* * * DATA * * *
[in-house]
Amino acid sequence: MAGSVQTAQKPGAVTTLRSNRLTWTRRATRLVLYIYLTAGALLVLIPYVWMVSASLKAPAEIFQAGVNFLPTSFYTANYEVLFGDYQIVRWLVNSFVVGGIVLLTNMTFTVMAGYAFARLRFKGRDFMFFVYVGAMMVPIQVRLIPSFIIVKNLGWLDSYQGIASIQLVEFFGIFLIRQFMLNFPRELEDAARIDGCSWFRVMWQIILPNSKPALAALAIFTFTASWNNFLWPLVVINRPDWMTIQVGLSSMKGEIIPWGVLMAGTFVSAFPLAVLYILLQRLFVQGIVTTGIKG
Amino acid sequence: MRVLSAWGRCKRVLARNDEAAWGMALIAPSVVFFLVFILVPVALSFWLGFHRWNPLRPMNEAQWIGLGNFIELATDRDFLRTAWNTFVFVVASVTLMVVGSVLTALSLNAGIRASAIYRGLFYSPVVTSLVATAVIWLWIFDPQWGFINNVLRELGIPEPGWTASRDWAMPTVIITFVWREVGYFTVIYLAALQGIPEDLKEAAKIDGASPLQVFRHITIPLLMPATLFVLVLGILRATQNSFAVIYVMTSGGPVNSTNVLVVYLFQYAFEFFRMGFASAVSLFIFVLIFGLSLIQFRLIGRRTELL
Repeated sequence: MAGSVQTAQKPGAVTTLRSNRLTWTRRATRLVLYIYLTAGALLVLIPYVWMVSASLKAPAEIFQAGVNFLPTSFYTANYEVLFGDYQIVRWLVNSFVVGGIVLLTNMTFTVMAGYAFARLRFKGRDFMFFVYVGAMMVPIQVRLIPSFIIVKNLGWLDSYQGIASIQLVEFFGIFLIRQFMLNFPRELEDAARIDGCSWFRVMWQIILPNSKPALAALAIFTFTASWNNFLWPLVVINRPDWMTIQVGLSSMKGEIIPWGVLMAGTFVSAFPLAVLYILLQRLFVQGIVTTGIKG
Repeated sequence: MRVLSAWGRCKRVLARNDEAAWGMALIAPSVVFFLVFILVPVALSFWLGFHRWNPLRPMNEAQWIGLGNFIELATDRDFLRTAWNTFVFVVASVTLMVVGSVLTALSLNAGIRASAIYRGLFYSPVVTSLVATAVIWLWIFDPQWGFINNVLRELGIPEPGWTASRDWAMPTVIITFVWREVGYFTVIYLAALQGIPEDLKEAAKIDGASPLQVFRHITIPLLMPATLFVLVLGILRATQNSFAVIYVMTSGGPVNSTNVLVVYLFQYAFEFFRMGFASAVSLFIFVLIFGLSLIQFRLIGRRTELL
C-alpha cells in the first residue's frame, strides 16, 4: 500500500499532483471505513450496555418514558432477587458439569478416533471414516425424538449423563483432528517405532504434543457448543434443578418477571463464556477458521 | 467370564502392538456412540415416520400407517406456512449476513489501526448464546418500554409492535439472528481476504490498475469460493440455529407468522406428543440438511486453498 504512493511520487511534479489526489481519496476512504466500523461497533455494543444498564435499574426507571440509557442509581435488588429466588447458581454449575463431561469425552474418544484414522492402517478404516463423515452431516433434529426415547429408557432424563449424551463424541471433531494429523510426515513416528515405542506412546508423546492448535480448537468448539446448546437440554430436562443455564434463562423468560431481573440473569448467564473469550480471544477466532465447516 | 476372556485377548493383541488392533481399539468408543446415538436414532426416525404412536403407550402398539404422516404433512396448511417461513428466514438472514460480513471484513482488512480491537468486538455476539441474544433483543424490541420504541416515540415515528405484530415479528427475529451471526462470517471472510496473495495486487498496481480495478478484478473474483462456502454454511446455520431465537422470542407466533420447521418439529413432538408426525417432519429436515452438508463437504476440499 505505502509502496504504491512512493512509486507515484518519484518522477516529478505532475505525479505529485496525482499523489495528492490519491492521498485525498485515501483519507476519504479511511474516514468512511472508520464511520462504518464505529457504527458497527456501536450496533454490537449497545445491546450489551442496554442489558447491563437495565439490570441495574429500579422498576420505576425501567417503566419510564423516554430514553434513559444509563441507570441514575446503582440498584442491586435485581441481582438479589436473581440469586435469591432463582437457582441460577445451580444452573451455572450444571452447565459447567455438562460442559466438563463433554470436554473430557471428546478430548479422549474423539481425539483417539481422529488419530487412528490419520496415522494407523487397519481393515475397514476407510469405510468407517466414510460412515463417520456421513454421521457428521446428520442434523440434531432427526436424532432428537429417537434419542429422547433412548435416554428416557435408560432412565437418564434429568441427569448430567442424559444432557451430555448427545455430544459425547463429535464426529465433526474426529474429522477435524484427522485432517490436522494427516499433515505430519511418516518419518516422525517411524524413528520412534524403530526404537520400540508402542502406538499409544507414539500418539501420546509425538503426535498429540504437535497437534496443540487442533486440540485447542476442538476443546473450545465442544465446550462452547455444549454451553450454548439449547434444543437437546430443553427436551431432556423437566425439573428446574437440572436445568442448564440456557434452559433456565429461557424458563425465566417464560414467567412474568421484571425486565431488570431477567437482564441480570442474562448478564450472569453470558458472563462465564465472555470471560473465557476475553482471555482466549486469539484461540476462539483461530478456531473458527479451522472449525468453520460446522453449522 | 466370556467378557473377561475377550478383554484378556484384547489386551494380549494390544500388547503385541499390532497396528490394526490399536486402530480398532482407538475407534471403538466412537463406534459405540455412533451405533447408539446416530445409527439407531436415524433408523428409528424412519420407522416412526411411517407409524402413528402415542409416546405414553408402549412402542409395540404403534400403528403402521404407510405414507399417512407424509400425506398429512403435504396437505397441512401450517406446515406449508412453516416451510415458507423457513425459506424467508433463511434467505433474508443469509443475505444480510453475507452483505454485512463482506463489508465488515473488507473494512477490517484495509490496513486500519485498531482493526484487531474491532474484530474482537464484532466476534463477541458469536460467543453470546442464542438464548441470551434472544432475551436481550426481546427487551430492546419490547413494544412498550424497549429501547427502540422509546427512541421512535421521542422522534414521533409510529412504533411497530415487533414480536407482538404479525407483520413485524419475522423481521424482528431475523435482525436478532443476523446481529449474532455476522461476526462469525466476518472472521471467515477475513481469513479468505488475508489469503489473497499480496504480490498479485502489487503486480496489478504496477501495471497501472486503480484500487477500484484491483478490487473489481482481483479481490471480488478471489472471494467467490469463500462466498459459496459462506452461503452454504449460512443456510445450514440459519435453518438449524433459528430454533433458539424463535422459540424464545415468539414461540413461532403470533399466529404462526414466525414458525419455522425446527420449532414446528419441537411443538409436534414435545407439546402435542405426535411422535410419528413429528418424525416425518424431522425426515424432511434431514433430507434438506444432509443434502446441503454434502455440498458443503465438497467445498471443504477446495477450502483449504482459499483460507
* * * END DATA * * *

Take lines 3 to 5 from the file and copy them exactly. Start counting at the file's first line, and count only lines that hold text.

Amino acid sequence: MRVLSAWGRCKRVLARNDEAAWGMALIAPSVVFFLVFILVPVALSFWLGFHRWNPLRPMNEAQWIGLGNFIELATDRDFLRTAWNTFVFVVASVTLMVVGSVLTALSLNAGIRASAIYRGLFYSPVVTSLVATAVIWLWIFDPQWGFINNVLRELGIPEPGWTASRDWAMPTVIITFVWREVGYFTVIYLAALQGIPEDLKEAAKIDGASPLQVFRHITIPLLMPATLFVLVLGILRATQNSFAVIYVMTSGGPVNSTNVLVVYLFQYAFEFFRMGFASAVSLFIFVLIFGLSLIQFRLIGRRTELL
Repeated sequence: MAGSVQTAQKPGAVTTLRSNRLTWTRRATRLVLYIYLTAGALLVLIPYVWMVSASLKAPAEIFQAGVNFLPTSFYTANYEVLFGDYQIVRWLVNSFVVGGIVLLTNMTFTVMAGYAFARLRFKGRDFMFFVYVGAMMVPIQVRLIPSFIIVKNLGWLDSYQGIASIQLVEFFGIFLIRQFMLNFPRELEDAARIDGCSWFRVMWQIILPNSKPALAALAIFTFTASWNNFLWPLVVINRPDWMTIQVGLSSMKGEIIPWGVLMAGTFVSAFPLAVLYILLQRLFVQGIVTTGIKG
Repeated sequence: MRVLSAWGRCKRVLARNDEAAWGMALIAPSVVFFLVFILVPVALSFWLGFHRWNPLRPMNEAQWIGLGNFIELATDRDFLRTAWNTFVFVVASVTLMVVGSVLTALSLNAGIRASAIYRGLFYSPVVTSLVATAVIWLWIFDPQWGFINNVLRELGIPEPGWTASRDWAMPTVIITFVWREVGYFTVIYLAALQGIPEDLKEAAKIDGASPLQVFRHITIPLLMPATLFVLVLGILRATQNSFAVIYVMTSGGPVNSTNVLVVYLFQYAFEFFRMGFASAVSLFIFVLIFGLSLIQFRLIGRRTELL